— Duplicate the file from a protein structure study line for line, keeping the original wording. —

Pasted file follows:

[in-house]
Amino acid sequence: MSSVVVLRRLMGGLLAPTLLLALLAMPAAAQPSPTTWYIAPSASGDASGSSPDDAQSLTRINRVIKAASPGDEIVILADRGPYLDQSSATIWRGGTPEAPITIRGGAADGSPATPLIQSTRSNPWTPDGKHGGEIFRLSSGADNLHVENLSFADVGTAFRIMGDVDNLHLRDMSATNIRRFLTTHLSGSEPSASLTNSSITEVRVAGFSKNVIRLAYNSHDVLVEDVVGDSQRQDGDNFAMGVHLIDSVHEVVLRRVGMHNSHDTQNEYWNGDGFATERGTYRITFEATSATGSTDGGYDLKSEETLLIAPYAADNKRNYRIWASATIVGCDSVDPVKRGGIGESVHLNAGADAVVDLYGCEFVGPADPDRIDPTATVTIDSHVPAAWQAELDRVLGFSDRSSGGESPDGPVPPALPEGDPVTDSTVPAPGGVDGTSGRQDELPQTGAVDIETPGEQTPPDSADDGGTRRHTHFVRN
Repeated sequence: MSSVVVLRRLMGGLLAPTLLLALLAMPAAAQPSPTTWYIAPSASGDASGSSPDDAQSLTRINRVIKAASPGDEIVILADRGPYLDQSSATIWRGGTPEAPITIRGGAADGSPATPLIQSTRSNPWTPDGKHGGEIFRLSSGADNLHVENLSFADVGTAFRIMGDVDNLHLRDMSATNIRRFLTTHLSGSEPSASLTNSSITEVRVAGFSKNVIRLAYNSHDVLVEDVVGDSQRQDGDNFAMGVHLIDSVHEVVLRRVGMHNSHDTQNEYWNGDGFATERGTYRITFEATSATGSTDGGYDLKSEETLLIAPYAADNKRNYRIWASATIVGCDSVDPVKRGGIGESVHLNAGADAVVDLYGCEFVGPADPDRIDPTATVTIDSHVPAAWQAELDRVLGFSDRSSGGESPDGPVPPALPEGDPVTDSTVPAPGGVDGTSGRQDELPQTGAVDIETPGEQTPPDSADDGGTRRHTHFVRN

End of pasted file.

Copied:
[in-house]
Amino acid sequence: MSSVVVLRRLMGGLLAPTLLLALLAMPAAAQPSPTTWYIAPSASGDASGSSPDDAQSLTRINRVIKAASPGDEIVILADRGPYLDQSSATIWRGGTPEAPITIRGGAADGSPATPLIQSTRSNPWTPDGKHGGEIFRLSSGADNLHVENLSFADVGTAFRIMGDVDNLHLRDMSATNIRRFLTTHLSGSEPSASLTNSSITEVRVAGFSKNVIRLAYNSHDVLVEDVVGDSQRQDGDNFAMGVHLIDSVHEVVLRRVGMHNSHDTQNEYWNGDGFATERGTYRITFEATSATGSTDGGYDLKSEETLLIAPYAADNKRNYRIWASATIVGCDSVDPVKRGGIGESVHLNAGADAVVDLYGCEFVGPADPDRIDPTATVTIDSHVPAAWQAELDRVLGFSDRSSGGESPDGPVPPALPEGDPVTDSTVPAPGGVDGTSGRQDELPQTGAVDIETPGEQTPPDSADDGGTRRHTHFVRN
Repeated sequence: MSSVVVLRRLMGGLLAPTLLLALLAMPAAAQPSPTTWYIAPSASGDASGSSPDDAQSLTRINRVIKAASPGDEIVILADRGPYLDQSSATIWRGGTPEAPITIRGGAADGSPATPLIQSTRSNPWTPDGKHGGEIFRLSSGADNLHVENLSFADVGTAFRIMGDVDNLHLRDMSATNIRRFLTTHLSGSEPSASLTNSSITEVRVAGFSKNVIRLAYNSHDVLVEDVVGDSQRQDGDNFAMGVHLIDSVHEVVLRRVGMHNSHDTQNEYWNGDGFATERGTYRITFEATSATGSTDGGYDLKSEETLLIAPYAADNKRNYRIWASATIVGCDSVDPVKRGGIGESVHLNAGADAVVDLYGCEFVGPADPDRIDPTATVTIDSHVPAAWQAELDRVLGFSDRSSGGESPDGPVPPALPEGDPVTDSTVPAPGGVDGTSGRQDELPQTGAVDIETPGEQTPPDSADDGGTRRHTHFVRN